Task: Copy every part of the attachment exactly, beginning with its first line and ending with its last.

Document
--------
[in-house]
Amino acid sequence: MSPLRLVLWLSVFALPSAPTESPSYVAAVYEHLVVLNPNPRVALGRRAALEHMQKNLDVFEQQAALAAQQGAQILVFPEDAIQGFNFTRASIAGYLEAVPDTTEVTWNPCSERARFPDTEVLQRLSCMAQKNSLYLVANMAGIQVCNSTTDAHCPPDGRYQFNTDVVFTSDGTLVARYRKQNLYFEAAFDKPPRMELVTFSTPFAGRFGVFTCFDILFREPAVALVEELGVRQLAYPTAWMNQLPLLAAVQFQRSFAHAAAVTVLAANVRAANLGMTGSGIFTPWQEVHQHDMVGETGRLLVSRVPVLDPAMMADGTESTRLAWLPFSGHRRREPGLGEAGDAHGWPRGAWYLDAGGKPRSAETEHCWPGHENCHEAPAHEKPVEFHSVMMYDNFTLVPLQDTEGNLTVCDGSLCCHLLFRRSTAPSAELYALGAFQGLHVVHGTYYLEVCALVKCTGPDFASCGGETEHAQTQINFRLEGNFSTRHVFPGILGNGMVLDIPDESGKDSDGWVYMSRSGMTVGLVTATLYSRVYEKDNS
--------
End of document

[in-house]
Amino acid sequence: MSPLRLVLWLSVFALPSAPTESPSYVAAVYEHLVVLNPNPRVALGRRAALEHMQKNLDVFEQQAALAAQQGAQILVFPEDAIQGFNFTRASIAGYLEAVPDTTEVTWNPCSERARFPDTEVLQRLSCMAQKNSLYLVANMAGIQVCNSTTDAHCPPDGRYQFNTDVVFTSDGTLVARYRKQNLYFEAAFDKPPRMELVTFSTPFAGRFGVFTCFDILFREPAVALVEELGVRQLAYPTAWMNQLPLLAAVQFQRSFAHAAAVTVLAANVRAANLGMTGSGIFTPWQEVHQHDMVGETGRLLVSRVPVLDPAMMADGTESTRLAWLPFSGHRRREPGLGEAGDAHGWPRGAWYLDAGGKPRSAETEHCWPGHENCHEAPAHEKPVEFHSVMMYDNFTLVPLQDTEGNLTVCDGSLCCHLLFRRSTAPSAELYALGAFQGLHVVHGTYYLEVCALVKCTGPDFASCGGETEHAQTQINFRLEGNFSTRHVFPGILGNGMVLDIPDESGKDSDGWVYMSRSGMTVGLVTATLYSRVYEKDNS